Bones is an engaging crime drama, one that has a very fascinating and individual premise – the team at the Jeffersonian Institute solve criminal cases where human remains are compromised. Often, these are older corpses where the only thing left is bone.
What makes or breaks a crime procedural drama is the team of professionals and their interactions, and the team in Bones is one of the best. Emily Deschanal’s Dr Temperance Brennan is everything that a leading female should be; frightfully intelligent, self assured and badass, perfectly capable of protecting herself. Her lack of awareness of social convention leads to moments of humour as she interacts with normal society. David Boreanaz’s FBI Agent Booth is a perfect male lead, cocky yet sensitive, and is a perfect foil for the scientific ‘squints’ like Brennan. Angela, the artist who specialises in facial reconstruction, is warm and full of empathy, Jack Hodgins, the self-proclaimed ‘bugs and slime man’, brings humour and some truly bizarre conspiracy theories and Zach Addy, Brennan’s grad student, presents a very socially awkward yet brilliant male scientific presence. Brennan’s hyper analytical nature is complimented by Angela’s warm compassion, while Hodgins and Zach both show different incarnations of the ‘scientist’ with their own individual foibles. The team is rounded off by Booth, the perceptive detective, whose approach contrasts and compliments the truth seeking scientists. The chemistry between Brennan and Booth pulls the show together as you become invested in their partnership.
What sets this show apart is that it is not afraid to pause and take the moment to make the audience care about characters. It also does an incredible job in making the audience care about the victims, despite how alien the bones are.
At the start of the series it seems hard to believe that Dr Temperance ‘Bones’ Brennan and her team can solve the sort of crimes that are presented to them, which in the first series include victims of car explosions, remains found in the stomach of a bear and a mummified corpse. However, the strength of the series, which I suspect comes from the fact that real life forensic anthropologist Kathy Reichs is an executive producer on the show, is the attention to detail and extreme accuracy the show includes in all of its scientific exploration. All of the cases come together scientifically, with a few intuitive leaps, and it makes each individual case all the more compelling as you feel how knowledgeable each character is in their own field. Dark humour and witty jokes is the finishing piece of the puzzle, making this show outstanding.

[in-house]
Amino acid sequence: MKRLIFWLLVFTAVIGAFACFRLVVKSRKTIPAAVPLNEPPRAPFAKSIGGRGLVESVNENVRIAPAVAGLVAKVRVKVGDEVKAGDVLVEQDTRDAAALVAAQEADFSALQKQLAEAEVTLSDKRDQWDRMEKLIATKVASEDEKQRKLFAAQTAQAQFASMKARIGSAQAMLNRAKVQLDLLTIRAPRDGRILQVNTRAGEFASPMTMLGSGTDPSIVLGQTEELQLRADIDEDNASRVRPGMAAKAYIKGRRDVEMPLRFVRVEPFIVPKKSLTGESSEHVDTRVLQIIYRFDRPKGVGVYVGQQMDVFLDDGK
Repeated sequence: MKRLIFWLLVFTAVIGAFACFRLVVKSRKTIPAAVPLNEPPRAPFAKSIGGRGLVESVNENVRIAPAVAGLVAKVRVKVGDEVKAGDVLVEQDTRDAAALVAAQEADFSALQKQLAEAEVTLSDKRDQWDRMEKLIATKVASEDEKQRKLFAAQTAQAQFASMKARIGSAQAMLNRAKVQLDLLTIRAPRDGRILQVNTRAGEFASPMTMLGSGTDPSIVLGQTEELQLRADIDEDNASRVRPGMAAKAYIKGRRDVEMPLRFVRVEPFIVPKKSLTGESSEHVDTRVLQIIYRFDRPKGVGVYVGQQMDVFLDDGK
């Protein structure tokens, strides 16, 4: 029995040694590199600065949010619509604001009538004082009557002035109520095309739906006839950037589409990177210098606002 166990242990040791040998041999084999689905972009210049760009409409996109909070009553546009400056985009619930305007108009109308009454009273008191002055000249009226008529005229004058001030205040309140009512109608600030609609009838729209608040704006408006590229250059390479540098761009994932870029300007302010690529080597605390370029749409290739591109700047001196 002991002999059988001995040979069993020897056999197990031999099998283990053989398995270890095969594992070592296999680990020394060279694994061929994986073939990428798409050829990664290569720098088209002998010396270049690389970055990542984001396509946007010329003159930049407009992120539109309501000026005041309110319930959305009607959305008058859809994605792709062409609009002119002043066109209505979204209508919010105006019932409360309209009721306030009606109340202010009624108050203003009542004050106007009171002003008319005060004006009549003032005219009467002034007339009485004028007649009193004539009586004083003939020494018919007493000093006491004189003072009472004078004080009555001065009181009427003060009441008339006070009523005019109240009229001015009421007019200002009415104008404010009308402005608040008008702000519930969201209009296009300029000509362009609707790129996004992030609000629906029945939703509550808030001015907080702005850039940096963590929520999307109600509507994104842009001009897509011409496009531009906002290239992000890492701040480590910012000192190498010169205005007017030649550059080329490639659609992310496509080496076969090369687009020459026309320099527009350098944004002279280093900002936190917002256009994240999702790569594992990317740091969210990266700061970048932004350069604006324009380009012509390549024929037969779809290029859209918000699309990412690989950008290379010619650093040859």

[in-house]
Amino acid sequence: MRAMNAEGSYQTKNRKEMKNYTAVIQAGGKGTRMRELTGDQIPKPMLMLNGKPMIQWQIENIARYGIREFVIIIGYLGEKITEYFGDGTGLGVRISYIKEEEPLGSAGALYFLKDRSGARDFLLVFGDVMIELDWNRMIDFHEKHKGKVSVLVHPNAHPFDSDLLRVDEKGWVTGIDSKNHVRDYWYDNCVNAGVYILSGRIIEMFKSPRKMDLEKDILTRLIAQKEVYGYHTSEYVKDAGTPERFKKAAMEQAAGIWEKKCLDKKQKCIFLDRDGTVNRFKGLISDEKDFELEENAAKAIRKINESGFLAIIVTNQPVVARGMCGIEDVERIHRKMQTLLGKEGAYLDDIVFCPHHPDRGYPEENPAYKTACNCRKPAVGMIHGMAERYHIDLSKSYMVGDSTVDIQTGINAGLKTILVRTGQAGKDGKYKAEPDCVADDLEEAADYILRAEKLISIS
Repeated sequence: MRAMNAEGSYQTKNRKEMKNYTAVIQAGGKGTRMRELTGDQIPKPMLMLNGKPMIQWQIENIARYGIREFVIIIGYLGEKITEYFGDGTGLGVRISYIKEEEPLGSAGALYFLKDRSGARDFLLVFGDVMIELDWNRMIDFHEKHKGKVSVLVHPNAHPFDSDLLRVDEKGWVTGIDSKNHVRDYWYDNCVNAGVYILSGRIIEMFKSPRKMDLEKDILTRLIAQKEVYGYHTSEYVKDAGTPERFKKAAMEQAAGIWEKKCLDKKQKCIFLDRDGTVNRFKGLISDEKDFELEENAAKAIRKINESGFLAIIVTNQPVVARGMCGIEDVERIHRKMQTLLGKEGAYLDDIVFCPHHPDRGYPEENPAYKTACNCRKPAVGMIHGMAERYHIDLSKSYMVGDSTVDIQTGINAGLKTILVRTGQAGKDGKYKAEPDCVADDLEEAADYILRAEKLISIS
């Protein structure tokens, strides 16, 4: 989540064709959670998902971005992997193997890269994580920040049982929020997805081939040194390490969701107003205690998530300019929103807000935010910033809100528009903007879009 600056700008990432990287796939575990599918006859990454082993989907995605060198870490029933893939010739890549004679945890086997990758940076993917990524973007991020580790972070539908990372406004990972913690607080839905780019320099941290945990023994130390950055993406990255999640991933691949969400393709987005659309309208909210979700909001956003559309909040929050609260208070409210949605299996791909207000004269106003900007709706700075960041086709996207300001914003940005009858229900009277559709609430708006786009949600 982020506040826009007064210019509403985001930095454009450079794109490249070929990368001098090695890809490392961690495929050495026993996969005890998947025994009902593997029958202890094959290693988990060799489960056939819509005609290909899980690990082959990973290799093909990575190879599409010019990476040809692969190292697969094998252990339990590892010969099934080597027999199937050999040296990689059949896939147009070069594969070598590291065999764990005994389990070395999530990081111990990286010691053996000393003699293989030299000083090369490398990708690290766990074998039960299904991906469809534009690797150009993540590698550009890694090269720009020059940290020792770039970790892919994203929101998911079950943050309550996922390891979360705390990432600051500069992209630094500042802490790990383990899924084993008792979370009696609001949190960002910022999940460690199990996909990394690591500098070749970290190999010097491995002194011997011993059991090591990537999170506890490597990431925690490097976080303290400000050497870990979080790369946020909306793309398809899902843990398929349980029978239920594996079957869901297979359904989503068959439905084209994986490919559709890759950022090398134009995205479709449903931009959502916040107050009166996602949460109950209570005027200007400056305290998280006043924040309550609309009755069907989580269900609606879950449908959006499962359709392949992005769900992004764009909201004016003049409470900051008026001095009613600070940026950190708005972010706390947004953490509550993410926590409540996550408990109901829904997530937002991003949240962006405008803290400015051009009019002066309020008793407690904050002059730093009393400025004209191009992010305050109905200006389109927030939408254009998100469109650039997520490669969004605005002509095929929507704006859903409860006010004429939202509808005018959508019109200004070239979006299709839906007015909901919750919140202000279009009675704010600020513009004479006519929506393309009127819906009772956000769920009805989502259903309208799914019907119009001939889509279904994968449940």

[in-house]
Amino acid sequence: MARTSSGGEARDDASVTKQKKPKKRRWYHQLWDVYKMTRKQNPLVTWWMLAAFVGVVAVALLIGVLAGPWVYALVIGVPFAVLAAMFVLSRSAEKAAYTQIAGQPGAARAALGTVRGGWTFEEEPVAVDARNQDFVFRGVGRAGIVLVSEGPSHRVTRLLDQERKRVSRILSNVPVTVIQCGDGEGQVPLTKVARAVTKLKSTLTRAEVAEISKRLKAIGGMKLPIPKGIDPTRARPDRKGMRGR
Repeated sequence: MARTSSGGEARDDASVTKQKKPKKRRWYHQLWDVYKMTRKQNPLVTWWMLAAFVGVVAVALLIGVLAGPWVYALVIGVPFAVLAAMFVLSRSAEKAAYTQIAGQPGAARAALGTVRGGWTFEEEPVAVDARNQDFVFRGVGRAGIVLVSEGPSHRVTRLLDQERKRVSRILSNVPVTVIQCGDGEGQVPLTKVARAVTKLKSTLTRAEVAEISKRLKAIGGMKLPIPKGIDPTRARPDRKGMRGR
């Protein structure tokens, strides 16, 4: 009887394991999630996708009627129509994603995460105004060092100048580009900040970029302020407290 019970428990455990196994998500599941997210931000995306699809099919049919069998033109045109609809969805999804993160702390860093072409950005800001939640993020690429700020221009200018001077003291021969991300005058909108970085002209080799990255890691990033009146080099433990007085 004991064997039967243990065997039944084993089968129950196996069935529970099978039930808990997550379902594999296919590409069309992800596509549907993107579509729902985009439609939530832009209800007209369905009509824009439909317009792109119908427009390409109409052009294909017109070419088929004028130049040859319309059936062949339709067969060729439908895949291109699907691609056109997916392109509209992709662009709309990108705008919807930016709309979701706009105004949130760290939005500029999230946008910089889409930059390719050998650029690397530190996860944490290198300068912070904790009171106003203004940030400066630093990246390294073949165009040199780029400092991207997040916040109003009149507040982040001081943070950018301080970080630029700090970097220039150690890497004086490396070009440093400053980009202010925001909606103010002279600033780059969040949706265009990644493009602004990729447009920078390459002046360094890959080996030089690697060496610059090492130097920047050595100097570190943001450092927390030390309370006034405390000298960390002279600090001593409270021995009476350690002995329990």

The pilot of the show sets the tone for the rest of the series, establishing the characters, their professions and the believability of the plots incredibly well. ‘A Man on Death Row’ is an outstanding episode, introducing the chilling serial killer Howard Epps. Throughout the episode you are hooked into the stellar performance by Heath Freeman and the final twist comes from left field. Additional standout episodes include ‘The Superhero in the Alley’ ‘The Man in the Morgue’ and the final episode of the series ‘The Woman in Limbo’ which gives a real insight into Brennan’s character and motivations.
The season one DVD box set has some interesting commentaries on key episodes, while character profiles and a forensic terminology guide is helpful, particularly if you have no knowledge of forensics.
Bones has a stellar cast, an engaging premise and some truly individual cases, which make the show well worth a watch.
Bones: Season 1 (2005) is distributed on DVD in the UK by Twentieth Century Fox, Certificate 15.